Easily the team's weakest unit a year ago, the Eagles' cornerback group provided solid play in 2017 with unproven players stepping up left and right. But they let Patrick Robinson, who locked down the slot for the Super Bowl champs, walk in free agency and needed an effective slot corner to groom in his place.
At 5'9" and 184 pounds with a 4.39-second 40-yard dash, Maddox is small and quick enough to buzz around with slot receivers but contains a nasty physicality that will be needed to play in a Jim Schwartz defense. His work ethic is off the charts, which he'll need to force his way into a rotation including Ronald Darby, Sidney Jones, Rasul Douglas and Jalen Mills.
He's a little undersized even for a slot corner, but the Eagles have plenty of size already at the position.
Round 4, No. 130 Overall: DE Josh Sweat, Florida State
There's a lot to unpack with the Eagles' selection of Florida State defensive end Josh Sweat.
Upon first glance, the pick seems bizarre. The Eagles are probably more stacked at defensive end than any team in the NFL. With more than 70 picks in between this and Philly's next selection, a running back would have made much more sense.
On top of that, Sweat's collegiate career was derailed by knee injuries, and he received surgery on his ACL, MCL and PCL throughout his time at FSU. Those knee issues raised concerns for teams, per NFL Network's Ian Rapoport, contributing to his slide.
When you put it all together, though, this could actually end up being a fantastic pick. The Eagles defense thrives on having fresh bodies to rush the passer, and there's no denying Sweat has the tools to be a beast in the NFL. Being slowly introduced into the NFL on a roster where he doesn't need to play more than 15 snaps per game as a rookie could prolong his career and help to keep the injury problems at bay.
Plus, there's no doubting how important the pass rush is for the success of this Eagles team. When you're already rich, you may as well get richer. The fact that Philly didn't go running back and the mystery of Sweat knocks the grade a bit, but there's plenty of potential here.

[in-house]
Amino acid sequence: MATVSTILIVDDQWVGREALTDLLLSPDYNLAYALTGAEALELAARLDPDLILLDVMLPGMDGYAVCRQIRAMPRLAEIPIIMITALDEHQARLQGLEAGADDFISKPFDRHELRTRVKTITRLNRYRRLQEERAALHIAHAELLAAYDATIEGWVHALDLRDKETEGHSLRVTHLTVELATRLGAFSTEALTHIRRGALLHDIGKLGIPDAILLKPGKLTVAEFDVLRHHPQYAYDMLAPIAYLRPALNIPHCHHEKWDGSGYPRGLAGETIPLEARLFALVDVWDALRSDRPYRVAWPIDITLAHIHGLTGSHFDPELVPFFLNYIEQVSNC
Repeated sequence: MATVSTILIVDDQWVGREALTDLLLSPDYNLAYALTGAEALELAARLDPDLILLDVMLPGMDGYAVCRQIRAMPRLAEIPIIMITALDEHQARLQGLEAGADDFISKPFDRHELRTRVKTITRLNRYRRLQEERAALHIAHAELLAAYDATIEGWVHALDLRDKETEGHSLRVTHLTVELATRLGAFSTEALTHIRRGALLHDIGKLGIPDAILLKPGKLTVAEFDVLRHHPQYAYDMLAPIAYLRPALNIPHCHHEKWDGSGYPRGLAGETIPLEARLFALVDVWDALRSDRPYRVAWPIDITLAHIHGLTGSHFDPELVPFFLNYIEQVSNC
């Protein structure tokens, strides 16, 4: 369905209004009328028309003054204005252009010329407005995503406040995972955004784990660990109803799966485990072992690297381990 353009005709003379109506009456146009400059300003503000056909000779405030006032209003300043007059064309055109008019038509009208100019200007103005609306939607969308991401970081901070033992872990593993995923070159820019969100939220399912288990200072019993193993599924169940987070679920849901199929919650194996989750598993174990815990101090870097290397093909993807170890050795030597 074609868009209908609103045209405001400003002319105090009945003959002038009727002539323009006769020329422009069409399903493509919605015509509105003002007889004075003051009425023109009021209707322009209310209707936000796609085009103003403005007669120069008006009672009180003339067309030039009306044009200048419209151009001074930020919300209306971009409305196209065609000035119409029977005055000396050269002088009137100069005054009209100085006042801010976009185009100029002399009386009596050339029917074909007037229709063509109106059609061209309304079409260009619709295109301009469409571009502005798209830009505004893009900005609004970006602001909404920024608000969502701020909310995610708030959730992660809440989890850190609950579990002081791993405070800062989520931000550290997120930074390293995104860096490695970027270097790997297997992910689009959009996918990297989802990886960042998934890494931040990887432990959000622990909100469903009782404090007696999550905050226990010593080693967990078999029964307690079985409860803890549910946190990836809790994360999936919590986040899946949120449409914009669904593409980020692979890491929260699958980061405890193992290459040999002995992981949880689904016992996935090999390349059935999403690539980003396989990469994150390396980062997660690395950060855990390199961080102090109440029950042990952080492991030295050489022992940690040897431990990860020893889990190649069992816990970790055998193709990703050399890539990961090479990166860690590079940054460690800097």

Round 6, No. 206 Overall: G Matt Pryor, TCU
The Eagles don't need offensive line help in the immediate future, but it's imperative that they continue to stock young talent up front. After passing on a lineman in last year's draft, they snagged Matt Pryor from TCU in Round 6 this time around.
Pryor has a great frame with a 6'7", 330-pound body that allows him to excel in the run game but also long arms to provide a good pass-blocking presence. After a star-studded career at TCU where he played tackle, Pryor has been looked at in both the interior and outside of the line throughout the draft process.
Philly isn't getting a rookie standout by any means here, but the Eagles don't need one on the offensive line. They need Pryor to come in, prove his worth and potentially develop at a level that could make him an option to start when the inevitable turnover comes up front for an aging unit.
Again, the Eagles avoid a running back pick here, and it leads us to believe the front office must be planning a different approach to filling the void behind Jay Ajayi and Corey Clement than the draft. Former Alabama running back Bo Scarbrough was still there at No. 206, and he could have replaced some of the power left behind by LeGarrette Blount's exit.
Pryor appears to be good value, but the Eagles should have addressed the backfield here.
Round 7, No. 233 Overall: OT Jordan Mailata, Australia
The Eagles traded up in the seventh round to select a former Australian rugby player who has never played a down of American football. Yes, you read that correctly.
As such, there isn't much to pull from regarding Jordan Mailata's NFL prospects other than his immense size. He's 6'8" and 346 pounds and possesses pretty good athleticism from his experience in Australian rules football. His highlight videos are pretty jarring.
In essence, this is what seventh-round picks are all about. The Eagles are taking a flier on a player who they can't know much about in terms of how he'll pan out in American football. It warrants a neutral grade until Mailata proves himself in training camp.